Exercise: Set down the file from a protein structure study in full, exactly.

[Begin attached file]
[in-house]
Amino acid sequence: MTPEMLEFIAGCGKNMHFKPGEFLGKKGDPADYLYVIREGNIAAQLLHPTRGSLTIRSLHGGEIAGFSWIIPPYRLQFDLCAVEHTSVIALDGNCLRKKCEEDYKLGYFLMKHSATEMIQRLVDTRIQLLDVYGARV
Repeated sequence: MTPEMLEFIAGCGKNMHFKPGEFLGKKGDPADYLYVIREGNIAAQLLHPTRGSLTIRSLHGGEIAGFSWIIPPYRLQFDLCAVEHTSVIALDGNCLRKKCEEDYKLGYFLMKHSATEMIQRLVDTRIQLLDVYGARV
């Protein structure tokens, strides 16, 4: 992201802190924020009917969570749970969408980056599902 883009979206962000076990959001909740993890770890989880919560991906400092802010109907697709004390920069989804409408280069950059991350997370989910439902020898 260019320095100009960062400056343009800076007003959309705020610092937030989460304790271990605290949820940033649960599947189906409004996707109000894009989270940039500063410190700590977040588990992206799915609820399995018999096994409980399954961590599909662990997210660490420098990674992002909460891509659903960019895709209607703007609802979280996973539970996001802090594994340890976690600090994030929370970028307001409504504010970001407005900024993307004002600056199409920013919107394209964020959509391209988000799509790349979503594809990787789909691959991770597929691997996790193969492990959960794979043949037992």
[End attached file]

[in-house]
Amino acid sequence: MTPEMLEFIAGCGKNMHFKPGEFLGKKGDPADYLYVIREGNIAAQLLHPTRGSLTIRSLHGGEIAGFSWIIPPYRLQFDLCAVEHTSVIALDGNCLRKKCEEDYKLGYFLMKHSATEMIQRLVDTRIQLLDVYGARV
Repeated sequence: MTPEMLEFIAGCGKNMHFKPGEFLGKKGDPADYLYVIREGNIAAQLLHPTRGSLTIRSLHGGEIAGFSWIIPPYRLQFDLCAVEHTSVIALDGNCLRKKCEEDYKLGYFLMKHSATEMIQRLVDTRIQLLDVYGARV
């Protein structure tokens, strides 16, 4: 992201802190924020009917969570749970969408980056599902 883009979206962000076990959001909740993890770890989880919560991906400092802010109907697709004390920069989804409408280069950059991350997370989910439902020898 260019320095100009960062400056343009800076007003959309705020610092937030989460304790271990605290949820940033649960599947189906409004996707109000894009989270940039500063410190700590977040588990992206799915609820399995018999096994409980399954961590599909662990997210660490420098990674992002909460891509659903960019895709209607703007609802979280996973539970996001802090594994340890976690600090994030929370970028307001409504504010970001407005900024993307004002600056199409920013919107394209964020959509391209988000799509790349979503594809990787789909691959991770597929691997996790193969492990959960794979043949037992």